The Exporter of the Year Award went to Marand Precision Engineering with highly commended going to Power Switchgear and Peregrine Semiconductor Australia. Katherine Crichton reports.
SINCE 2002, Marand Precision Engineering has been involved in Joint Strike Fighter (JSF) F-35 Lightning II project, the world’s largest single defence program in history.
The company is now recognised as a proven supplier and exporter of highly engineered innovative but complex ground support equipment. It is also an established Global Supply Chain Partner of Lockheed Martin.
Rogan Stocker, CEO of Marand Precision Engineering, said winning the Exporter of the Year category was particularly satisfying for the company.
“This award was especially important to Marand as exporting has been a prime focus for us and we have spent an enormous amount of time and effort building this side of the business.
“Also being such as prestigious award, it will help support our increasing focus on other parts of the company such as our automotive business,” he said.
Stocker largely attributes the company’s success in this category to its involvement with the JSF program.
“It is a very high visibility program which has received a lot of attention and the product we make for the project is one that a lot of people can relate to.”
To achieve export success, the company developed a long term business strategy and by building on and further developing CAD technologies, Marand now has 10 CATIA and 10 Unigraphics CAD workstations and two laser tracker inspection systems in their operations.
On the back of the initial JSF contracts and over a number of years, the company was able to grow revenue earned from global customers from 0% to almost 30%, during a period of total revenue growth from $16 to approx. $50 million whilst nearly doubling the company’s internal employee numbers.
This placed Marand in a good position while waiting until current and expected future JSF contracts began earning constant revenue.
Marand’s patience and investment in new technologies has paid off, being the first company in the world to be awarded a contract by Lockheed Martin to design and manufacture JSF F-35 ground support equipment and airframe tooling.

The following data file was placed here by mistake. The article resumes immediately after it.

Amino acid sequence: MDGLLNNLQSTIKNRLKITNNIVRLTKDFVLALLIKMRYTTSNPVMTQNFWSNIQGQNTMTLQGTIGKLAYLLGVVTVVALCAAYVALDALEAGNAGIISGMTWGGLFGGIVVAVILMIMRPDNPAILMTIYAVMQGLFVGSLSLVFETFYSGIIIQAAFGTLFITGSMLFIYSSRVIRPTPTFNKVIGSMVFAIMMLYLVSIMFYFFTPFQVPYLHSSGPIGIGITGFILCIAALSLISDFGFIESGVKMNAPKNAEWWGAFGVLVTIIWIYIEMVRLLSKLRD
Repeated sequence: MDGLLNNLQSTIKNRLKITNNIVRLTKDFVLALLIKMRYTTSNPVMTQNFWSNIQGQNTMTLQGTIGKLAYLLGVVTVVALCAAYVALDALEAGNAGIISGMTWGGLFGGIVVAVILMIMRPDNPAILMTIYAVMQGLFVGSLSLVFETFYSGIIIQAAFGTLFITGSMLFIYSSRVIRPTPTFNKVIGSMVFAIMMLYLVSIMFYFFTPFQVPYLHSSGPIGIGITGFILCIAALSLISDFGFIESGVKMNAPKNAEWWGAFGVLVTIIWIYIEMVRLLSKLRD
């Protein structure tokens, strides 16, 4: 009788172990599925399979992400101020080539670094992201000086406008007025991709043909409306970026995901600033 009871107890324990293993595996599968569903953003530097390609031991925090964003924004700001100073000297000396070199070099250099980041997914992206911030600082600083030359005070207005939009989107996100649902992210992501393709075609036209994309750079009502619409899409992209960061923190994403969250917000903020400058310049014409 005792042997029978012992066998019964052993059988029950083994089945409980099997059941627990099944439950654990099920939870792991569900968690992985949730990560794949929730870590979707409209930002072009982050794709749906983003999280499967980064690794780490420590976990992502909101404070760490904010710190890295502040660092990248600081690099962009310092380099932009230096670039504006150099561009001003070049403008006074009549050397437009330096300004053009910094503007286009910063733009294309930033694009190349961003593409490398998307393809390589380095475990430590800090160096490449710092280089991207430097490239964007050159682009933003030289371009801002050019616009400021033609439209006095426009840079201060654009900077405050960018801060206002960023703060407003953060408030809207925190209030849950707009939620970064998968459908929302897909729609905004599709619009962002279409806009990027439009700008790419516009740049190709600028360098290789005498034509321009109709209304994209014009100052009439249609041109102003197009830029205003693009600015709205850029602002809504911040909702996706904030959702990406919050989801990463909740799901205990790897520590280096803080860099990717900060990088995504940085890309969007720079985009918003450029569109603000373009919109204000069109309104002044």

Since its inception, Queensland-based Noja Power has focused on developing products for the global market and with the help of an AusIndustry grant together with international research collaboration, the Brisbane company exports products to over 70 countries around the world.
The company attributes its success to investing in highly skilled employees from diverse backgrounds who can not only design and manufacture leading edge products but can sell, service and support them globally in a variety of languages, and also their continued research into new and innovative technologies to further enhance their manufacturing capability.
It is the export volumes and participation in the world market that allows the company to gear its production to produce competitive world glass products.
Neil O’Sullivan, MD of Noja Power was pleased to accept the award at the gala ceremony in May and said the company being born global has focussed on developing products for the global market since inception.
“A company that manufactures high voltage switchgears and can be competitive domestically can also be competitive globally in today’s international market,” he said.
“More than 90% of the company’s turnover is derived from export revenue and it is the export volumes and participation in the world market that allows the company to gear its production to a level of product competitive world class products.”
Peregrine Semiconductor, located at the Sydney Olympic site in Homebush, designs, manufactures and distributes integrated circuits (chips).
The company has developed a new silicon-on-sapphire (SOS) technology, the UltraCMOS for the mobile phone industry.
With this technology, the company is now producing integrated circuits (ICs) that are expanding customer options by providing major advances in speed and power at a lower cost.
The high yield of the company’s SOS process allows it to be cost-competitive in all of its market applications.
Due to its unique properties, the process’s fabrication techniques allow the unprecedented combination of high-performance microwave, analogue and digital functions onto a single chip.
The availability of “silicon foundries” worldwide and, in particular, the presence of the Peregrine silicon-on-sapphire foundry means that fabrication can be outsourced and concentration can be focused on the high value-add and knowledge-intensive phase of design and test.
Currently, Peregrine is exporting more than one million chips per week into the mobile phone market and is turning over $31m per annum. The growth rate over the last five years has been 40-50% per annum.
It was for these efforts that saw the company awarded highly commended in this category. Andrew Brawley, company CEO, said it was a great to be recognised in this way and thanked the award sponsors.
“Everyone at the company has put a lot of hard work into the business and to have this acknowledged is wonderful.”